Ditch that cigarette. New research reveals people are at greater risk of developing chronic respiratory problems than common cancers.
PROBLEM: Chronic obstructive pulmonary disease or COPD is deadly, prevalent, and costly. Sufferers of this progressive respiratory condition, which is usually caused by smoking, experience long-term cough with mucus (bronchitis) or gradually deteriorating lungs (emphysema). Still, compared to other persistent ailments, such as heart disease, diabetes, and cancer, it has barely entered public consciousness. And the likelihood of developing COPD had been unknown.
METHODOLOGY: Researchers led by Dr. Andrea Gershon of Toronto's Institute for Clinical Evaluative Sciences conducted a retrospective longitudinal study using public health data from Ontario, Canada. They monitored around 13 million people between 35 and 80 years of age who were free of COPD in 1996 for up to 14 years. At the end of the study period, they classified the individuals under one of three categories: diagnosed with COPD, reached 80 years of age, or died.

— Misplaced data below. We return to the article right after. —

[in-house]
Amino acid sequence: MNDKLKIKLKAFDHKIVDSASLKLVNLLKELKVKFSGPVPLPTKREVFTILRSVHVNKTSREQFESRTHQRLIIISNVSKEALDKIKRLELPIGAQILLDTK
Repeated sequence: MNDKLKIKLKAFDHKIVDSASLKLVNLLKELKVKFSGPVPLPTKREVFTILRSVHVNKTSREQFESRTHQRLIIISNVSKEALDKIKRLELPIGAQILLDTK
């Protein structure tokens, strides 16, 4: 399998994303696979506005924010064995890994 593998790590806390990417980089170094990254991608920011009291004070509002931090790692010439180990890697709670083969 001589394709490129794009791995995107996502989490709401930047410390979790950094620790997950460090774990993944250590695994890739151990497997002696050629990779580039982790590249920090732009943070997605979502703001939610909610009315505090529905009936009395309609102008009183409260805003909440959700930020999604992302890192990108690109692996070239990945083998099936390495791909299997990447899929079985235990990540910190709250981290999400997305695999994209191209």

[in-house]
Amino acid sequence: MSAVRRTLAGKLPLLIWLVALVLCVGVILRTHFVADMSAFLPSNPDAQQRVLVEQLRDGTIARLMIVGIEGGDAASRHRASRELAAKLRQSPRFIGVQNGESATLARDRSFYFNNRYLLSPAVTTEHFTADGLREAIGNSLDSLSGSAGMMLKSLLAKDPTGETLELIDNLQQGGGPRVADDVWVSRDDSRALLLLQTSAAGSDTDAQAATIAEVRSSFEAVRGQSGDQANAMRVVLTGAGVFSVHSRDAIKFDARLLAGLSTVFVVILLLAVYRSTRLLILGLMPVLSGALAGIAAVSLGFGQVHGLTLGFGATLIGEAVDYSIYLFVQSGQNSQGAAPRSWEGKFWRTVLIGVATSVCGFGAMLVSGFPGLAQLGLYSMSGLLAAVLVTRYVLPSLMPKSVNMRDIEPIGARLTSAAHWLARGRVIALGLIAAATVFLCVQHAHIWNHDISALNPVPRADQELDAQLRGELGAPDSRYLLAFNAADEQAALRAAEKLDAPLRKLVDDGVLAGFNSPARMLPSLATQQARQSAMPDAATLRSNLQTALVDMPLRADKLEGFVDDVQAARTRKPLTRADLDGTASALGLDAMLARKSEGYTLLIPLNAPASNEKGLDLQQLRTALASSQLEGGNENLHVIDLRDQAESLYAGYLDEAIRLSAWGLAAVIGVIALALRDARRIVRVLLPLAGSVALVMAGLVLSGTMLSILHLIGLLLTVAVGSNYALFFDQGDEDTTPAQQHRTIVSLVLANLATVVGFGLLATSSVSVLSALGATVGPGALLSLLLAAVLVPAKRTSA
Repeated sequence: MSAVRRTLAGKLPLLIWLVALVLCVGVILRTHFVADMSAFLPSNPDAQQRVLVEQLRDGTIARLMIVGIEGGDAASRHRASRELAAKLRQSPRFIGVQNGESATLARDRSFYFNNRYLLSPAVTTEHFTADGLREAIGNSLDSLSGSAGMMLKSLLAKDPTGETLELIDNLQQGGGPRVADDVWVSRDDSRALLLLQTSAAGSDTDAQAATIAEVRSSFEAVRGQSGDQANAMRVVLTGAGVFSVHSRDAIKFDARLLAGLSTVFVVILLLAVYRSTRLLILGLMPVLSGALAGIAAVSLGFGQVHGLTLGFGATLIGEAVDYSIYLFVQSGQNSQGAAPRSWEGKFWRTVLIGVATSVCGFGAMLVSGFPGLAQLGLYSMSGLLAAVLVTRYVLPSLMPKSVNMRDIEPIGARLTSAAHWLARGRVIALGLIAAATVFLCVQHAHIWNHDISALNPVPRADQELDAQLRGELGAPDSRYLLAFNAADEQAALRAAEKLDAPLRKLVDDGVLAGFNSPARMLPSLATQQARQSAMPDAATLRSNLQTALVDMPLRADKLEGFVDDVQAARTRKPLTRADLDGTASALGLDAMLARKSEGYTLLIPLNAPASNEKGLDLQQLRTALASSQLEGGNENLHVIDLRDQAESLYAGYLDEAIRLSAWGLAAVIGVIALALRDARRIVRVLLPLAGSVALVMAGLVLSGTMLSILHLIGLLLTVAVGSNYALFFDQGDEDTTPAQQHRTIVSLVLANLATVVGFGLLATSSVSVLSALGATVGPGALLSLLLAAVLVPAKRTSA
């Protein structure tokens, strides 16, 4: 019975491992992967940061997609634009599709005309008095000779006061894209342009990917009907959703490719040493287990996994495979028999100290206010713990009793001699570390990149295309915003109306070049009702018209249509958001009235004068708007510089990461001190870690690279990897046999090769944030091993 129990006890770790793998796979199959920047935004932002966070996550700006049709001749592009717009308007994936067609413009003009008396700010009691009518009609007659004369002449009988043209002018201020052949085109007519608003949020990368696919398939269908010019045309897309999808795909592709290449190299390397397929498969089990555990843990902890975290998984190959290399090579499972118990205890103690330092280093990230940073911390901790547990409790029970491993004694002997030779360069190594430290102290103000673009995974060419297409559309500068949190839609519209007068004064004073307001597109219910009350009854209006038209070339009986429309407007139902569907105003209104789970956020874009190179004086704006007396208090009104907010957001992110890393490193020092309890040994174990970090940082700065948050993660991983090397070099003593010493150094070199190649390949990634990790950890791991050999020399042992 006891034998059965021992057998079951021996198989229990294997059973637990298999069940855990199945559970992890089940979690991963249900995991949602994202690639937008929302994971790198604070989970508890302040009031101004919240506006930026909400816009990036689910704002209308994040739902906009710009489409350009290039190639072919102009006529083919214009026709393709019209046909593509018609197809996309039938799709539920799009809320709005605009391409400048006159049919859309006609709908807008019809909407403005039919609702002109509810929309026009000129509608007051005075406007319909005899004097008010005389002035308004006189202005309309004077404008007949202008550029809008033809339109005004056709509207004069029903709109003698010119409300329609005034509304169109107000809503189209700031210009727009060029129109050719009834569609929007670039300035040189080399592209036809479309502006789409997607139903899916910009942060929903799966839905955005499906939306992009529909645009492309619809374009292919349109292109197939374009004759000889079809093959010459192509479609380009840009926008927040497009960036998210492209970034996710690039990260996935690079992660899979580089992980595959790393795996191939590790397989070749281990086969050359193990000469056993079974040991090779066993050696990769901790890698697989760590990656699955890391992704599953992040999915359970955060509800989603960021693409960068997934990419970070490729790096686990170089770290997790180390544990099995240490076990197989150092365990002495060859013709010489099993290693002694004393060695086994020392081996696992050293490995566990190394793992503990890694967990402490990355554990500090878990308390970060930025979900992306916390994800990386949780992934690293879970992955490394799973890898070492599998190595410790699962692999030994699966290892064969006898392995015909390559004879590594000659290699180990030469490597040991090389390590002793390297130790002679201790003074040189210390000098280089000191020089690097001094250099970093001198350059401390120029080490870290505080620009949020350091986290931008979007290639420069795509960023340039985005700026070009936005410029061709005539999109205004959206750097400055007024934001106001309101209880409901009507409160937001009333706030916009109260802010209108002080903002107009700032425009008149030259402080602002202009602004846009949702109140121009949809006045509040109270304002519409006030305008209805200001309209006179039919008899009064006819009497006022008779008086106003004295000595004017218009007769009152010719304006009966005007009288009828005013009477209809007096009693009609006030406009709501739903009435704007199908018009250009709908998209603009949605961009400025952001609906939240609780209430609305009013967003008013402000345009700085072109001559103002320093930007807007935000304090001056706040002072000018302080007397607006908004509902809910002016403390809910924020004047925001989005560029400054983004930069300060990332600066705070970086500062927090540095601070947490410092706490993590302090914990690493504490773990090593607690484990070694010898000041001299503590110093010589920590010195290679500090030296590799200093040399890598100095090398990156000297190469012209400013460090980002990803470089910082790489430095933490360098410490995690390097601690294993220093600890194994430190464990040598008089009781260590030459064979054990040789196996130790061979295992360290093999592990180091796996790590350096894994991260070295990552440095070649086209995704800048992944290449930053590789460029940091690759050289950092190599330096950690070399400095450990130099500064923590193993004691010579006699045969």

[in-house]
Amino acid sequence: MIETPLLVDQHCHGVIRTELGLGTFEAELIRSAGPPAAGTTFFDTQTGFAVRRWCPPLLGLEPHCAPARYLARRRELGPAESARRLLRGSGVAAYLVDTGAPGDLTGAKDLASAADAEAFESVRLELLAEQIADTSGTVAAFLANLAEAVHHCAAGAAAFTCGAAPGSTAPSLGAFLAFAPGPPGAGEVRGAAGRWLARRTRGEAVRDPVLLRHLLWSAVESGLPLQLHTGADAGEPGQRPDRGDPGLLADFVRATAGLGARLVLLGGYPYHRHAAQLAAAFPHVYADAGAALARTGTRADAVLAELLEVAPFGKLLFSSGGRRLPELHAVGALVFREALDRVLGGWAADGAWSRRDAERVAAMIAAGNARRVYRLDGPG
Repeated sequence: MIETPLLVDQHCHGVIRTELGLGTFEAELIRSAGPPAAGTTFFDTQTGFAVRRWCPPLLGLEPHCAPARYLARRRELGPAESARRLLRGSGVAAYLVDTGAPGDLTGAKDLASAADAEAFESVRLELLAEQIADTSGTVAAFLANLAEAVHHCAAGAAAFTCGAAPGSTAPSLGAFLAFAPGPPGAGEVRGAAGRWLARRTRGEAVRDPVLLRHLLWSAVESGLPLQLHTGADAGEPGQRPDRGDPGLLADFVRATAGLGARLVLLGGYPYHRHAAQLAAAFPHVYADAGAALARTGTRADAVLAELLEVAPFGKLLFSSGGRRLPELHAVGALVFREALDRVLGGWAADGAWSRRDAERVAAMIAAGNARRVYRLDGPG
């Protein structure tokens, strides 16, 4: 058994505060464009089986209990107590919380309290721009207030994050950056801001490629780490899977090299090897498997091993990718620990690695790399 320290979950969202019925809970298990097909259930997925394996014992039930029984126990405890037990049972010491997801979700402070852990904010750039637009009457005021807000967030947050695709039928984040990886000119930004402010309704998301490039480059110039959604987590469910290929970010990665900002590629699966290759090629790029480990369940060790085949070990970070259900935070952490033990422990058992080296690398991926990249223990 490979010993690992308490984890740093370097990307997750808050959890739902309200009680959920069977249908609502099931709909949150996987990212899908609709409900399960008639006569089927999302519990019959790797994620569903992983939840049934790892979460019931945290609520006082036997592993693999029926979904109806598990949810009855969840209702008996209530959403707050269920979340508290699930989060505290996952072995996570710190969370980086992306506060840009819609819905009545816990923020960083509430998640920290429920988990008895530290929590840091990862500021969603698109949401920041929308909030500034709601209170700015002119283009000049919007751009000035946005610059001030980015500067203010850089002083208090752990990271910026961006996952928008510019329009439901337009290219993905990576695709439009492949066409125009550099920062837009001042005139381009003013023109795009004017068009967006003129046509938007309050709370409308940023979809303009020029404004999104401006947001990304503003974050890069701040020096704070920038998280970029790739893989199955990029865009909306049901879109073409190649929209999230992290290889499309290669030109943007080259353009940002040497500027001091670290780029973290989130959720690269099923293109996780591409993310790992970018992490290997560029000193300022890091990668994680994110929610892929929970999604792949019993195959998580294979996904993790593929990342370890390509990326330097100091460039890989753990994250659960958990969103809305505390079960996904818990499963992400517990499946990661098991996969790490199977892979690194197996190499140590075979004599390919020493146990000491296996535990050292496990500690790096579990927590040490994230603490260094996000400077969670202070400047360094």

RESULTS: Nearly 580,000 individuals were diagnosed with COPD over the course of the study period. Using this figure and after adjusting for the competing risk of death, the researchers estimated that the overall lifetime risk of developing physician-diagnosed COPD is 27.6 percent. This risk, interestingly, was modestly higher among men, poorer individuals, and people in rural areas.
CONCLUSION: About one in four individuals will likely be diagnosed with COPD during their lifetime.
IMPLICATION: The authors note that the risk of developing COPD is comparable to diabetes and asthma, double that of congestive heart failure, and more than triple that of breast cancer in women or prostate cancer in men. Smoking cessation programs to prevent this incurable disease are critical.
SOURCE: The full study, "Lifetime Risk of Developing Chronic Obstructive Pulmonary Disease: A Longitudinal Population Study," is published in the journal The Lancet.
Image: REUTERS/Suzanne Plunkett.
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